I then re-recorded two hours of edited Digital8 master tapes, played on the GV-D200 and sent by FireWire to the DV unit. I set up a little 5-inch monitor to show a separate, analog output from the GV-D200, so its time-code and data code could be viewed, as its tape was played. The output from the DV recording deck went into my big monitor. The data code, embedded in the original Digital8 recording, showing the date, time and camera settings, couldn't be called onscreen, when I played back the DV re-recording. Whether I just couldn't figure out how to display the data code on the JVC DV deck or if it's unusable by this other brand of recorder, I'm not sure. Perhaps someone else has some knowledge about this. Note that this transfer was done by FireWire, not by S-Video, the latter of which wouldn't carry the hidden data code.

I hope to eventually re-record several dozen Digital8-recorded tapes, transfering them to DV for archiving. I don't want to be caught with non-working Digital8 equipment in the future and no way to play back the recordings, as there won't likely be any new Digital8 units available, before much longer. At least that's my take on the situation regarding Digital8, which seems headed for the last roundup.

On the S-VHS side of the HR-DVS3U, which does VHS and S-VHS-ET and SP and EP speeds, everything was working well also. You can internally transfer and re-record between both DV and S-VHS. The S-VHS side has a time-base corrector and when I tranferred a recording back and forth between DV and S-VHS, it took about 5 of these double recording generations, before the S-VHS playback picture showed significant signs of going south.

I hope no one regards this brief review as anything but a one-day mini-trial, as who knows how well this thing will run after I've driven it hard for awhile? I might eventually have to unload $1,200.,
$1,700. or $2,700., for one of the more expensive Sony DV VCRs, to make my system work properly.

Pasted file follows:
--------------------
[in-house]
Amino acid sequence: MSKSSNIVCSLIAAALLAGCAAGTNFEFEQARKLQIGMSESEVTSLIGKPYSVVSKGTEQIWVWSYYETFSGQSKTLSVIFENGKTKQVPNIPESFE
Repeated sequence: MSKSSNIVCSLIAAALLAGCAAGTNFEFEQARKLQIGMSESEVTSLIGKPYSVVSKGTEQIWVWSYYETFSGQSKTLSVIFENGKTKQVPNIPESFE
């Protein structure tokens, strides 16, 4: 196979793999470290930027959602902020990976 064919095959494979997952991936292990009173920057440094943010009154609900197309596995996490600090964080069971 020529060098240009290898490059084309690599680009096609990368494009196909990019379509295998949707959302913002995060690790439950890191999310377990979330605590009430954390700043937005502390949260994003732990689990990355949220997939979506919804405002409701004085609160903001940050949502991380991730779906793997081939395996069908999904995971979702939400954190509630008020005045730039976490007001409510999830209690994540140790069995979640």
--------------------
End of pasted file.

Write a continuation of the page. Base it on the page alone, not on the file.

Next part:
But, anyone who needs a DV VCR to supplement and prevent extra playback wear on a camcorder and has no wish to spend bigger bucks for it, might consider this model. How universally this VCR is recognized by NLE editing systems, will have to be determined by someone else. Next week, I will have a Sony DV camcorder and we'll see how well the tapes recorded in it will play back in the HR-DVS3U. I will post a supplemental report about the cross-brand recording/playback compatibility of these units, as soon as I can.

Steve McDonald
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Old May 25th, 2004, 06:39 PM   #2
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Thanks for taking the time to post your review. I've been considering this deck for awhile but stayed away due to negative posts. Look forward to your sequel!!
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Old May 25th, 2004, 09:39 PM   #3
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Len, my "sequel" will be delayed another week or so before its release date. I just now received a tracking notice that my VX2100 has finally been shipped, after the dealer (who shall remain unnamed, unless he diddles around some more) held up on sending it for 8 days, just to clear a cashier's check I bought at my bank (mistakingly thinking this would speed-up the process). This is a different dealer than sold me the DV/S-VHS VCR.

I need to carefully check the playback of the VX2100's recorded tapes in the JVC